We’ll take you through the process, step-by-step.
Buying a house or flat can often be quite confusing and complex – especially if you have never done it before. We understand how stressful it can be for a first time buyers. So we have created our first time buyers guide to help make the process as simple and smooth as possible. Our guide contains information and tips on how to save for your deposit, understanding what legal fees are involved, which mortgage you should go for and the different stages involved when buying your home. We’re here to help!
Working out Your finances
Saving up a deposit
So you have decided it’s time to get onto the property ladder and buy a place of your own. Step one is start saving up the deposit. Banks have a number of different account options you can use. Help to Buy ISA’s and monthly savers.
Generally you would be looking to try and save between 5% – 20%. The bigger the deposit the wider range of mortgage rates you will have access to.
There are additional fee’s to think about aswell as your deposit:
- Solicitors Fee’s
- Stamp Duty – although first time buyers do not have to pay stamp duty on the first £300,000
- Mortgage set up and arrangement fees
- Any furnishing and decoration needs
The most important thing to consider when choosing a mortgage is that you can afford to make all the repayments. Don’t overstretch yourself and risk not being able to make a repayment. If you do miss a payment this could incur additional charges, and you could rick losing your property.
Help to Buy Scheme
Through the Help to Buy (Scotland) Affordable New Build Scheme, the Government will lend you up to 15% of the cost of your newly built home, so you’ll only need a 5% cash deposit and a 80% mortgage to make up the rest. (Your combined mortgage and deposit must cover the minimum 85%.) This is currently available on properties up to £200,000.
There are a number of different types of mortgages available to you. Fixed rate, variable rate, repayment or interest only
Repayment vs Interest Only
With an interest only mortgage you are only paying the interest on your loan, your monthly repayments do not chip into your actual debt. At the end of your mortgage you will still owe the full amount but will have paid interest throughout that time frame. Repayments; although they more each moth has the bonus of paying towards the original debt – depending on the terms of your mortgage you could end up being mortgage free at the end of your term, and in the interim if you were to remortgage you will have a lower figure needed for your new mortgage which means you’ll have a lower LTV (loan to value) which can lead to a lower interest.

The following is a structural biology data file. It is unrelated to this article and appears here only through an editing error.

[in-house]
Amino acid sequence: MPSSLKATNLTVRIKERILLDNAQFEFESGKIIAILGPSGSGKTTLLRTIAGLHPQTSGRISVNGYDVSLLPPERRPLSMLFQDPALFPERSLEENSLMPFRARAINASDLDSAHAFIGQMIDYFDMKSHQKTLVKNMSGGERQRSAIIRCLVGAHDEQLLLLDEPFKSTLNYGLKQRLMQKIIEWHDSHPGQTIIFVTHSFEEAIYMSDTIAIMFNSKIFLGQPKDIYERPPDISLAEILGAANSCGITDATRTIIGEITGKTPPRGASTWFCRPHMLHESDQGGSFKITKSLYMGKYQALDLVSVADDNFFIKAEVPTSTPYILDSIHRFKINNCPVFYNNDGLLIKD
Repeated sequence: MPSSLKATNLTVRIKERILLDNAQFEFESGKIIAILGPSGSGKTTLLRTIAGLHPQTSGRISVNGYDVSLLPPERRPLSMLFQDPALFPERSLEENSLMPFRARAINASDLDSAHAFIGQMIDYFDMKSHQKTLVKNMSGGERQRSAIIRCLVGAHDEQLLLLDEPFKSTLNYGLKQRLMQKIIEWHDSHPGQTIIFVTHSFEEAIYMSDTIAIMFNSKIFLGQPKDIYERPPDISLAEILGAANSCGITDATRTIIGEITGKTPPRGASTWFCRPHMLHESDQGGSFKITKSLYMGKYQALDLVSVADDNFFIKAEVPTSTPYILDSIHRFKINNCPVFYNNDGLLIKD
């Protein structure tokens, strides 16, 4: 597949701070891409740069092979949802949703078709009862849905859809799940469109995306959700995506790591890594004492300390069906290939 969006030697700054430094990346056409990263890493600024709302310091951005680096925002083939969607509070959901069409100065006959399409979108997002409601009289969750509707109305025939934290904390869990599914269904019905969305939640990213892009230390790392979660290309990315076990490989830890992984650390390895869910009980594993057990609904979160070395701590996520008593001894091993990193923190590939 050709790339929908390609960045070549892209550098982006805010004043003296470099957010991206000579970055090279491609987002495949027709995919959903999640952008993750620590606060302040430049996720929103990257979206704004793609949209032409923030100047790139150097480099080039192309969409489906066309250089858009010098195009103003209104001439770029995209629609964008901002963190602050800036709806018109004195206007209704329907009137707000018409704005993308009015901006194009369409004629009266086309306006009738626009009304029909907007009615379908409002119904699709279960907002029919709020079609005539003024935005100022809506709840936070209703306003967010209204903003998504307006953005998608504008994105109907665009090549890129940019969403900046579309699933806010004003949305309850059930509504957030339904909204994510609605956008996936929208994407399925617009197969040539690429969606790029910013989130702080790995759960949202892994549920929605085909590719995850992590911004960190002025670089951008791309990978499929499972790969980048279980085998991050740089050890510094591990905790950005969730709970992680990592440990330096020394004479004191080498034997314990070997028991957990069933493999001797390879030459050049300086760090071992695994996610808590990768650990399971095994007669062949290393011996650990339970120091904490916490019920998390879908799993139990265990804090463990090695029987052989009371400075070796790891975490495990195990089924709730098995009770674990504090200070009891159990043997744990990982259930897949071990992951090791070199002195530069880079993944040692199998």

Fixed-rate vs Variable
Fixed rate mortgage means the interest rate remains the same for a set amount of time; using 2, 3 or 5 years. Because the rate is fixed, your monthly repayments will remain the same throughout that term. If you are on a fixed rate term and it expires – you will automatically be placed onto a variable rate, which you can stay on or you can set up a new fixed rate term with your lender.
A variable rate mortgage means that the interest rate is variable and your monthly repayments can fluctuate at any point. You can go for a standard variable rate or a tracker rate.
Standard rate is fixed by your lender and is usually dictated by changes in the Bank of England’s base rate, however it is completely up to your lender to increase and decrease as they choose. The tracker rate follows the economic movement – again usually the base rate of the Bank of England but this doesn’t mean that you will be paying what the base rate is, the tracker just follows the general trends.
So which one do you go for? There is no right or wrong answer it depends on your personal circumstances. If you are inexperienced, worried about your financial stability or someone who would like to know exactly what you will be paying then a fixed rate could be the better option for you.
Finding the Right Property
Once you know how much deposit you have and what you can borrow it’s time to start finding your perfect property.
When buying a home off plan you’ll be basing your decisions on seeing the show home; it is still important to take the time.
Buying a new home gives you the freedom to personalise your home before you even move in, you can choose tiles, appliances, lighting, fitting, fixtures and many more.
One of the main advantages of a new property is that everything in it is also brand new; new technology, new style, new appliances and should anything go wrong, we offer a 2 year warranty on central heating (with the exception of the boiler), and all kitchen appliances.
Your new Living by Robertson home is also covered by the National House Building Council 10 year Buildmark Warranty. For a further eight years after that, were you to experience any structural problems, they’d be dealt with by independent body, NHBC, which is recognised as setting the benchmark for quality in British building standards.
The earlier you reserve the more choice you’ll have so why not have a look at our available plots to start your search
When you move in, we’ll stay in touch to make sure you know how everything works and is to your satisfaction. This is one of the most important purchases you’ll ever make.
We want to help make this a happy and exciting time for you too.
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What our customers say
We couldn’t be happier about our experience with the sales team and the site team. They made sure it was a smooth transition into our new home.
We are over the moon and impressed with the quality, Quayside is perfect for us.
I love the open plan layout of my Barcelona style apartment. It’s perfect for entertaining.